The Troposphere

Sep 14 2010   8:07PM GMT

Verizon/VMware hybrid cloud missing key feature

JoMaitland Jo Maitland Profile: JoMaitland

Is anyone else amused by Verizon’s puffed up claims to dominance in the cloud computing market? In the wake of the vCloud Director unveiling at VMworld 2010, industry analysts made a huge fuss of VMware’s announcement that Verizon has joined its vCloud service provider program. I, on the other hand, am not impressed.

No doubt landing one of the top telecom providers in the world is a coup from a PR perspective, but so far the partnership is a big paper tiger if you’re an IT shop looking to do anything real with this news.
The press release claims that, with “the click of a mouse,” customers can expand their internal VMware environments to Verizon’s Compute as a Service (CaaS) offering built on VMware vCloud Data Center, for instant, additional capacity. The overall effect is referred to as a hybrid cloud.

The immediacy and ease touted here is far from true; ironically, I learned this during a session at VMworld entitled “Cloud 101: What’s real, what’s relevant for enterprise IT and what role does VMware play.”

The speaker said that to move a workload from internal VMware resources to a vCloud service provider such as Verizon is currently a manual process. It require users to shut down the to-be-migrated workload, select the cloud you’ll deploy it to, then switch to the Web interface of that service provider and import the workload. I am leaving out a bunch of other steps too tedious to mention, but it’s hardly the click of a mouse!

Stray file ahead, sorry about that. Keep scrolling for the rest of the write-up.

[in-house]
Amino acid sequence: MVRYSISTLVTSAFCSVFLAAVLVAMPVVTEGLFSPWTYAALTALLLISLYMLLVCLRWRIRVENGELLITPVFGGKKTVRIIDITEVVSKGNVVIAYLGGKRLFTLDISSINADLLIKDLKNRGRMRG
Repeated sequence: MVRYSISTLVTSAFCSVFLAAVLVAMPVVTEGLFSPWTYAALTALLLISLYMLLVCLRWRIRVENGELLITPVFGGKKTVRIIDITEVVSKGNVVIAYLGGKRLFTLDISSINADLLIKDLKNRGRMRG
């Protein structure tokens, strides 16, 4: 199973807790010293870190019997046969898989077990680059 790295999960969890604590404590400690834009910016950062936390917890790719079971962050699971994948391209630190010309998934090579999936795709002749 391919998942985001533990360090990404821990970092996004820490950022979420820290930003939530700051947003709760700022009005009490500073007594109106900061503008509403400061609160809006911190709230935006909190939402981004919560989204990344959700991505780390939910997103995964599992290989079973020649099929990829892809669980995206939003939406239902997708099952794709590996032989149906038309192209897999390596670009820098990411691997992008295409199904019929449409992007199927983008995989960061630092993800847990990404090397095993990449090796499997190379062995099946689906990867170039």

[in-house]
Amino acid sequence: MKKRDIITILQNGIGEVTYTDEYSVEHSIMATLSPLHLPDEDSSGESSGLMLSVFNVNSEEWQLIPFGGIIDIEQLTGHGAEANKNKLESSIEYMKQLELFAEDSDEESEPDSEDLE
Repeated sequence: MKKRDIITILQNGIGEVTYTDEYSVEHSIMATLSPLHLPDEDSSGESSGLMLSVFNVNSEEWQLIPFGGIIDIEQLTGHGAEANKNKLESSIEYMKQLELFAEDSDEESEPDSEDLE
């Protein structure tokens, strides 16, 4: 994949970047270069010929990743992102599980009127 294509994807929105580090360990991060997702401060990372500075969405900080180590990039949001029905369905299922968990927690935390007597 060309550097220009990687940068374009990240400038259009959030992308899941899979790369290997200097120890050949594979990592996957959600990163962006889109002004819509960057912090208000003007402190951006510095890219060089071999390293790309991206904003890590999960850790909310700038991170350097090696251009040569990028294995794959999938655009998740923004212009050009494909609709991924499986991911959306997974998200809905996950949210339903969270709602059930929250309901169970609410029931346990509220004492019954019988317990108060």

In a follow-up conversation after the session, VMware said the missing feature that will allow automated workload migration, called the vCloud client plug-in, was still to come. No timeframe was given.

And this isn’t all the smoke and mirrors from Verizon; the telco claims its CaaS is the first cloud service to offer PCI compliance. This statement isn’t quite either because the current PCI standard, v1.2, does not support virtual infrastructures. So a real cloud infrastructure (a multi-tenant, virtualized resource) cannot be PCI compliant. The PCI Council is expected to announce v2.0 of the standard at the end of October, which will explain how to obtain PCI compliance in a virtual environment.

A word of advice to IT shops investigating hybrid cloud options: Be sure to play around with the service before you buy. In many cases, these offerings are still only half-baked.

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